“He occasionally follows us around and even attempts to converse with us.” 😍💞
Omar El Oud was fishing with his father when he noticed a huge white bird floating in the lake. As they approached, they discovered it was a stranded pelican in desperate need of assistance.
“When we initially found Ovi, he was bleeding from a wound on his leg, and we saw his flying feathers were missing, as well as him being incredibly unclean,” El Oud told us. “We subsequently found out he had a fever.”
They returned the pelican to the shore, and El Oud learned how to care for the bird. They were able to bring Ovi back to health with the assistance of the animal rehabilitation organization Lebanese Wildlife.
El Oud used positive reinforcement to train Ovi so that he could better care for him, and Ovi rapidly caught on. “When he behaved properly, I’d give him a fish; when he didn’t, I’d simply ignore it,” El Oud said. “In less than a day, he transformed into a really friendly bird toward me.” [He’s] a highly clever animal.”
Unfortunately, Ovi could no longer fly large distances since his flying feathers had been removed by illegal wildlife smugglers. Fortunately, he was already in an ideal position to regain his strength.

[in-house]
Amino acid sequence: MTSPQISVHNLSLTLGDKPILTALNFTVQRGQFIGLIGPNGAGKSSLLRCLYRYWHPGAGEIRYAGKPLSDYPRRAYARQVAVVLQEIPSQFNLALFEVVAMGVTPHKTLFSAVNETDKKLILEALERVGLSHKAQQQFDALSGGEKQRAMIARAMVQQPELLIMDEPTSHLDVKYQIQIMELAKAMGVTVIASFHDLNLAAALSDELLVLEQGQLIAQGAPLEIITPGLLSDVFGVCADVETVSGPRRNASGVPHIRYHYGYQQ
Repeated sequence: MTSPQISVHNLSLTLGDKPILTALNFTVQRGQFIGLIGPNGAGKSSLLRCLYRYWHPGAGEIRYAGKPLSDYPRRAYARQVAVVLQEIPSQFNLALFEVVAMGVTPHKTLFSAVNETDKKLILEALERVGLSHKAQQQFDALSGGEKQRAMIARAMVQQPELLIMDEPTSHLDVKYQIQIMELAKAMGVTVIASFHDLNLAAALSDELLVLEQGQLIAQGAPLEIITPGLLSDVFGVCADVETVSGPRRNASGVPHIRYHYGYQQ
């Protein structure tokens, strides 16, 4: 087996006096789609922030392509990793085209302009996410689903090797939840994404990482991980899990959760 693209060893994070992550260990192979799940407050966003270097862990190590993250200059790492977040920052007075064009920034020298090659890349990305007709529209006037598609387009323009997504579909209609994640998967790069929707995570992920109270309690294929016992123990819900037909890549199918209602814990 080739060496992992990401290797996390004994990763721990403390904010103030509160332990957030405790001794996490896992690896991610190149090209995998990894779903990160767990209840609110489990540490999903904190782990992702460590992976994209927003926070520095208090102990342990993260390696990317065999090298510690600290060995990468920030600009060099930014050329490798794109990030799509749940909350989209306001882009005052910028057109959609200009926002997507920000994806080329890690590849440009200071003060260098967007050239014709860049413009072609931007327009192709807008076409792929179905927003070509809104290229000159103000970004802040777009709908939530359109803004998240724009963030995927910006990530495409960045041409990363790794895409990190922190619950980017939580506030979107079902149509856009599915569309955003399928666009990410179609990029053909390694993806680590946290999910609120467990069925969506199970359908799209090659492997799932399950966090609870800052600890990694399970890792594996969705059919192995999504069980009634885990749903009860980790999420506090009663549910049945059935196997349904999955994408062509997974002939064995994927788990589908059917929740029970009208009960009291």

Ali, El Oud’s father, is the manager of Beirut’s coastal restaurant Abou Mounir Fishery. Ali was confident that Ovi would be secure at the marina, where the family is well-liked by the residents and fisherman. Protecting and caring for Ovi quickly became a collaborative effort.
El Oud fed Ovi around the port until the pelican figured out where the fish were coming from and became the restaurant’s most loyal patron.
Ovi now waddles into the packed café many times a day for a snack. “Basically, he hangs out down from the restaurant and does whatever he wants,” El Oud explained. “However, if he’s hungry and wants something to eat, he’ll come up by himself since he realizes that’s where the food is coming from.”
Ovi ignores the most of the people at the marina, but he has developed a unique affinity with El Oud and his father. He enjoys having his back and chest scratched, but only by those he trusts. “He occasionally follows us around and even attempts to communicate with us vocally,” El Oud said.
Ovi is healthy and satisfied with his life in the marina a year after his rescue, but El Oud wishes people had never interfered with him so he could have stayed wild.
“Things like this should never have happened,” El Oud remarked. “Ovi should not have been in this situation, but regrettably, regulations governing Lebanese birds are not adequately implemented.”
Ovi has become a mascot for the restaurant, but the family hopes he may also serve as a model for how to engage with animals. “Everyone here looks after him. “He’s become the personification of this place,” Ali El Oud told The National. “Hopefully, he won’t become a domestic and will continue to migrate.” We want him to have the life that a pelican deserves.”